A call to the Baltimore headquarters of the national NAACP wasn't immediately returned today.

The flap over Harris actually began with the outrage over an inflammatory, widely shared photo of Desert Vista High School seniors spelling the n-word with letters on their T-shirts. They'd been part of a larger group using the lettered T-shirts to spell "Best You've Ever Seen * Class of 2016" for senior-day pictures. At some point, six of the seniors thought it would be hilarious to pose so their T-shirts formed the word, "NI**ER."

A picture of the stunt was shared on Snapchat, where it soon went viral. Suddenly, people all over the country were fuming and talking about racism. The Ahwatukee school was forced into crisis mode. Police units were brought onto the campus as threats poured in. The entire student body had their lessons disrupted for a day to discuss racial sensitivity as protesters gathered outside school gates.

On Tuesday, the Tempe Union High School District held a hastily assembled meeting of local leaders, educators and black activists, including the Reverend Jarrett Maupin, First Institutional Baptist Church leader Warren Stewart, Tempe Mayor Mark Mitchell, and about 40 others. After a three-hour discussion, at least some members of the group resolved to try to eradicate the n-word from society. Harris pledged $5,000 to the cause — then, as he was interviewed by reporters outside the TUHSD office about the meeting, Harris remarked enthusiastically — twice — that a TV reporter had "nice tits." New Times captured his words in an audio recording.

When New Times later asked Harris about his crude comments, Harris said he couldn't "believe we're having this conversation" and that he was "really fucking sorry." Harris used several other expletives in the conversation and joked that maybe he should just kill himself if people were offended. The subsequent New Times article about Harris' remarks became a news story in itself, with local and national news sites like Gawker reporting on the debacle.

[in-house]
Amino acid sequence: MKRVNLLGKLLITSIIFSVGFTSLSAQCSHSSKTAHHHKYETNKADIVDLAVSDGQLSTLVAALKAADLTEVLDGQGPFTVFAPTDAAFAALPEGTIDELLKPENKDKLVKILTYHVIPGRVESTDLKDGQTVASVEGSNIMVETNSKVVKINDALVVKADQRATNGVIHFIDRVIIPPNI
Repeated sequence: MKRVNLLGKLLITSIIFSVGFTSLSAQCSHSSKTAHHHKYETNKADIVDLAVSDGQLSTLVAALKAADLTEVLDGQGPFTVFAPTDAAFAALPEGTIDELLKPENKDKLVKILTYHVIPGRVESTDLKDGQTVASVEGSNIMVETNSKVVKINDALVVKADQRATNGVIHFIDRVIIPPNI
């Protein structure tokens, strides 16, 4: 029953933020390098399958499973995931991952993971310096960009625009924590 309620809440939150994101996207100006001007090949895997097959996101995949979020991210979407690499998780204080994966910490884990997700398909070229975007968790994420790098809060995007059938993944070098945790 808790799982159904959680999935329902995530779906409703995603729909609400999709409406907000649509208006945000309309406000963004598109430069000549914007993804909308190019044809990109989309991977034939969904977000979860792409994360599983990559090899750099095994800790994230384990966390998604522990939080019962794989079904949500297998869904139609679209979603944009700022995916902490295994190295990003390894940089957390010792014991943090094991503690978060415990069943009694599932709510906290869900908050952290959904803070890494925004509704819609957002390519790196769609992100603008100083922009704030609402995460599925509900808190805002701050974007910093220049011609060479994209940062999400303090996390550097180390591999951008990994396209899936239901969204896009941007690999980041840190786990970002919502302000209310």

The incident gave rise to a discussion on the "Young Turks" news show between Cenk Uygur and Ana Kasparian about when, if ever, it might be okay to say the phrase "nice tits." Behind the anchors was a picture of Harris beneath the words "Not the Breast Choice."

If someone is sitting on the couch with buddies while watching Girls Gone Wild, Uygur argued, Harris' phrase would be no problem. His co-host took the position that even in private, it's still a "disrespectful and vulgar way to refer to how someone looks." Harris drew additional criticism for his friendship with Maricopa County Sheriff Joe Arpaio, whom Uygur called "a well-known racist."

Uygur also rated Harris' response to New Times ("I'm going to slash my wrists . . . Better yet, I'm going to throw myself out of a fucking window, except I'm on the first floor") as "one of the best quotes of all time."

Numerous people took to social media to opine that Harris should quit immediately.

But Ann Hart, first vice president for the Maricopa County NAACP, told New Times that although there was "extreme concern" over Harris' comments, he did good work hard for the African-American community and she was recommending that he stay on the job.

It's unclear whether the Channel 12 reporter, Monique Griego, heard Harris' comments about her, because she had turned her focus to another interview. However, Harris made the comments to New Times loudly while standing a few feet from her. Harris said he doesn't think she heard him. Griego declined to comment.

New Times will update this story after the local NAACP's vote Monday night about Harris.